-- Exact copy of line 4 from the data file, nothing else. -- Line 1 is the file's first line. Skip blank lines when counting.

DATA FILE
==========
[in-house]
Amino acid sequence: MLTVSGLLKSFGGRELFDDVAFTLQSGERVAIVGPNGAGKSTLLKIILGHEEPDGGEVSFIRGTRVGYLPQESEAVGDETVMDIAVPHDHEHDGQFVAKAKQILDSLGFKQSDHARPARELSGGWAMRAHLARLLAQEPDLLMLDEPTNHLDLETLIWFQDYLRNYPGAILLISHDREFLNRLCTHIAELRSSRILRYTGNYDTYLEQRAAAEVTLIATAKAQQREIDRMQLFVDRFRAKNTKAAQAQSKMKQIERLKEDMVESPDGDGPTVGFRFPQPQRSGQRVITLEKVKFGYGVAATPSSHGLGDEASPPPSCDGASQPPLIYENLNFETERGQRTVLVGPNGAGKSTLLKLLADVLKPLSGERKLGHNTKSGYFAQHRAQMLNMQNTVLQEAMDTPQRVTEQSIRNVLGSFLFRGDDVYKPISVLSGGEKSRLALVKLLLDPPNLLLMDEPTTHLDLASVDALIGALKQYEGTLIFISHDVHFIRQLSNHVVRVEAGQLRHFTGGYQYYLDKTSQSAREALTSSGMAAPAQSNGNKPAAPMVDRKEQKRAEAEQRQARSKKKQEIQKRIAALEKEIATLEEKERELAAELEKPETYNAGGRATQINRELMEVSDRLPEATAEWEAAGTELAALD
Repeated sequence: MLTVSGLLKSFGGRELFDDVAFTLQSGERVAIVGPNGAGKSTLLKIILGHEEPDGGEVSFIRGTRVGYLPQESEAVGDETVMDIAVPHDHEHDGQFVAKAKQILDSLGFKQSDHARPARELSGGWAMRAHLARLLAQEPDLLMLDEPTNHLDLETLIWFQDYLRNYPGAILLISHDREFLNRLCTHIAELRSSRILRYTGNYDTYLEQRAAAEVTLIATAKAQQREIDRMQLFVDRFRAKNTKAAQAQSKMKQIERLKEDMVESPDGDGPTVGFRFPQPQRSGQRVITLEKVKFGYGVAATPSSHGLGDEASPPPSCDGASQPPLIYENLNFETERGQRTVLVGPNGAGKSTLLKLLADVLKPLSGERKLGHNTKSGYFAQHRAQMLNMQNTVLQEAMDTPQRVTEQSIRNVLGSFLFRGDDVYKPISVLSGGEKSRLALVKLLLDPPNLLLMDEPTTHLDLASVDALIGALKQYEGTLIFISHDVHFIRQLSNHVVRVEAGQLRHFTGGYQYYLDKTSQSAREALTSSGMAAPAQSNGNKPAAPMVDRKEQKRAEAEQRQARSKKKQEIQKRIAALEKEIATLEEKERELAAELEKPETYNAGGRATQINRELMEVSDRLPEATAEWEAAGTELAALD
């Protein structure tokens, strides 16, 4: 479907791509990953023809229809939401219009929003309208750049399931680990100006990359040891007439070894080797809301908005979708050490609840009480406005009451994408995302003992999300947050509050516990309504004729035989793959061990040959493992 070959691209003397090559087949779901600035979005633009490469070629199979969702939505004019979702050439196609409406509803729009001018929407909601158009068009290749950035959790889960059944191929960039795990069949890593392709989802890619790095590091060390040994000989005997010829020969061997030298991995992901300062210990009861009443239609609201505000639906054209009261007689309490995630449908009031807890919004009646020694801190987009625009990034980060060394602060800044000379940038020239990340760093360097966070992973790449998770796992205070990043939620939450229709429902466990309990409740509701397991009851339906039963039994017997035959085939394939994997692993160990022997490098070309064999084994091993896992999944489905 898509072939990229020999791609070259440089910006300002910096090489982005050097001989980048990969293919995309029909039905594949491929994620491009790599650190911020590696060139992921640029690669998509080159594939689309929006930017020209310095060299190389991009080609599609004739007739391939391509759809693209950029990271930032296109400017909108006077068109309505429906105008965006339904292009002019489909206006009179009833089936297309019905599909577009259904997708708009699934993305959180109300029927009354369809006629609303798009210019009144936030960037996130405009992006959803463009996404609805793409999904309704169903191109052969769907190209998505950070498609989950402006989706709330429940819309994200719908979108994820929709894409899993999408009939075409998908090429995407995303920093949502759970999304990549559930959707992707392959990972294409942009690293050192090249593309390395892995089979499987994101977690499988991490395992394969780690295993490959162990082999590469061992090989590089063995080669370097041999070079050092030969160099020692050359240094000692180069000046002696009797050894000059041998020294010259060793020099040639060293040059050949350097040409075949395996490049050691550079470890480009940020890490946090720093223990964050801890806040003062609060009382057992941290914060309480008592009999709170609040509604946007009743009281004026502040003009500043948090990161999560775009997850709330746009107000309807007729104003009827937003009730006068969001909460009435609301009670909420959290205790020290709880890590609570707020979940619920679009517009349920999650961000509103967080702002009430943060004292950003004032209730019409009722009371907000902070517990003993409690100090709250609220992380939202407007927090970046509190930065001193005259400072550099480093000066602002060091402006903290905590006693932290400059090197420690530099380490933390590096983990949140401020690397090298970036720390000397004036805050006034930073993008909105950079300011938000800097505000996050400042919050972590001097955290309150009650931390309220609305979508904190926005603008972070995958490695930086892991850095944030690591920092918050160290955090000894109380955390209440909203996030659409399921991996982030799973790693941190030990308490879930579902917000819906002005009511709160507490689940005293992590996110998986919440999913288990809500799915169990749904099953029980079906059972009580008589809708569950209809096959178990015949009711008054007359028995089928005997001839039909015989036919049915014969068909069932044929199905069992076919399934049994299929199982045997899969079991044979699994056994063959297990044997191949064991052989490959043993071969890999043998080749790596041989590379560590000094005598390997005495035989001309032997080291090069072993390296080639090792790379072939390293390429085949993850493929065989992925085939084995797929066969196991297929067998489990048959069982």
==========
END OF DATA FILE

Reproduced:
């Protein structure tokens, strides 16, 4: 479907791509990953023809229809939401219009929003309208750049399931680990100006990359040891007439070894080797809301908005979708050490609840009480406005009451994408995302003992999300947050509050516990309504004729035989793959061990040959493992 070959691209003397090559087949779901600035979005633009490469070629199979969702939505004019979702050439196609409406509803729009001018929407909601158009068009290749950035959790889960059944191929960039795990069949890593392709989802890619790095590091060390040994000989005997010829020969061997030298991995992901300062210990009861009443239609609201505000639906054209009261007689309490995630449908009031807890919004009646020694801190987009625009990034980060060394602060800044000379940038020239990340760093360097966070992973790449998770796992205070990043939620939450229709429902466990309990409740509701397991009851339906039963039994017997035959085939394939994997692993160990022997490098070309064999084994091993896992999944489905 898509072939990229020999791609070259440089910006300002910096090489982005050097001989980048990969293919995309029909039905594949491929994620491009790599650190911020590696060139992921640029690669998509080159594939689309929006930017020209310095060299190389991009080609599609004739007739391939391509759809693209950029990271930032296109400017909108006077068109309505429906105008965006339904292009002019489909206006009179009833089936297309019905599909577009259904997708708009699934993305959180109300029927009354369809006629609303798009210019009144936030960037996130405009992006959803463009996404609805793409999904309704169903191109052969769907190209998505950070498609989950402006989706709330429940819309994200719908979108994820929709894409899993999408009939075409998908090429995407995303920093949502759970999304990549559930959707992707392959990972294409942009690293050192090249593309390395892995089979499987994101977690499988991490395992394969780690295993490959162990082999590469061992090989590089063995080669370097041999070079050092030969160099020692050359240094000692180069000046002696009797050894000059041998020294010259060793020099040639060293040059050949350097040409075949395996490049050691550079470890480009940020890490946090720093223990964050801890806040003062609060009382057992941290914060309480008592009999709170609040509604946007009743009281004026502040003009500043948090990161999560775009997850709330746009107000309807007729104003009827937003009730006068969001909460009435609301009670909420959290205790020290709880890590609570707020979940619920679009517009349920999650961000509103967080702002009430943060004292950003004032209730019409009722009371907000902070517990003993409690100090709250609220992380939202407007927090970046509190930065001193005259400072550099480093000066602002060091402006903290905590006693932290400059090197420690530099380490933390590096983990949140401020690397090298970036720390000397004036805050006034930073993008909105950079300011938000800097505000996050400042919050972590001097955290309150009650931390309220609305979508904190926005603008972070995958490695930086892991850095944030690591920092918050160290955090000894109380955390209440909203996030659409399921991996982030799973790693941190030990308490879930579902917000819906002005009511709160507490689940005293992590996110998986919440999913288990809500799915169990749904099953029980079906059972009580008589809708569950209809096959178990015949009711008054007359028995089928005997001839039909015989036919049915014969068909069932044929199905069992076919399934049994299929199982045997899969079991044979699994056994063959297990044997191949064991052989490959043993071969890999043998080749790596041989590379560590000094005598390997005495035989001309032997080291090069072993390296080639090792790379072939390293390429085949993850493929065989992925085939084995797929066969196991297929067998489990048959069982």